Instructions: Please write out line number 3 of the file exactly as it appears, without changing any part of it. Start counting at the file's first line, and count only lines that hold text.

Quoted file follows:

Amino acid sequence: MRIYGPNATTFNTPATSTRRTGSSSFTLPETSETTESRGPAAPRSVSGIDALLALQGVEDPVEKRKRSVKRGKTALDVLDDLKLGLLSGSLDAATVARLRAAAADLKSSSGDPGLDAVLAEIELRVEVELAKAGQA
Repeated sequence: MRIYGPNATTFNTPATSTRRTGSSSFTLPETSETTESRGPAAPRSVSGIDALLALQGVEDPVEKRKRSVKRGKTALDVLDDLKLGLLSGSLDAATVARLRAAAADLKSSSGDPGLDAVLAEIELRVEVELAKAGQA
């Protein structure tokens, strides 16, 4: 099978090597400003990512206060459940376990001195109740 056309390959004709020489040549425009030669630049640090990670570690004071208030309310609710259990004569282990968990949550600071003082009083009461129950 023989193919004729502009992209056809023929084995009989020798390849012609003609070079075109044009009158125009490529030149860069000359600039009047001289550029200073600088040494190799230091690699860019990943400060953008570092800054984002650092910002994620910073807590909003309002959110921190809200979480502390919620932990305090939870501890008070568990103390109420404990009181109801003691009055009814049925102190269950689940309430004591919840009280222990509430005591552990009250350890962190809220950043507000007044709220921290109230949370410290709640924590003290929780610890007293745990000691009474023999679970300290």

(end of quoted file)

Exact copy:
């Protein structure tokens, strides 16, 4: 099978090597400003990512206060459940376990001195109740 056309390959004709020489040549425009030669630049640090990670570690004071208030309310609710259990004569282990968990949550600071003082009083009461129950 023989193919004729502009992209056809023929084995009989020798390849012609003609070079075109044009009158125009490529030149860069000359600039009047001289550029200073600088040494190799230091690699860019990943400060953008570092800054984002650092910002994620910073807590909003309002959110921190809200979480502390919620932990305090939870501890008070568990103390109420404990009181109801003691009055009814049925102190269950689940309430004591919840009280222990509430005591552990009250350890962190809220950043507000007044709220921290109230949370410290709640924590003290929780610890007293745990000691009474023999679970300290």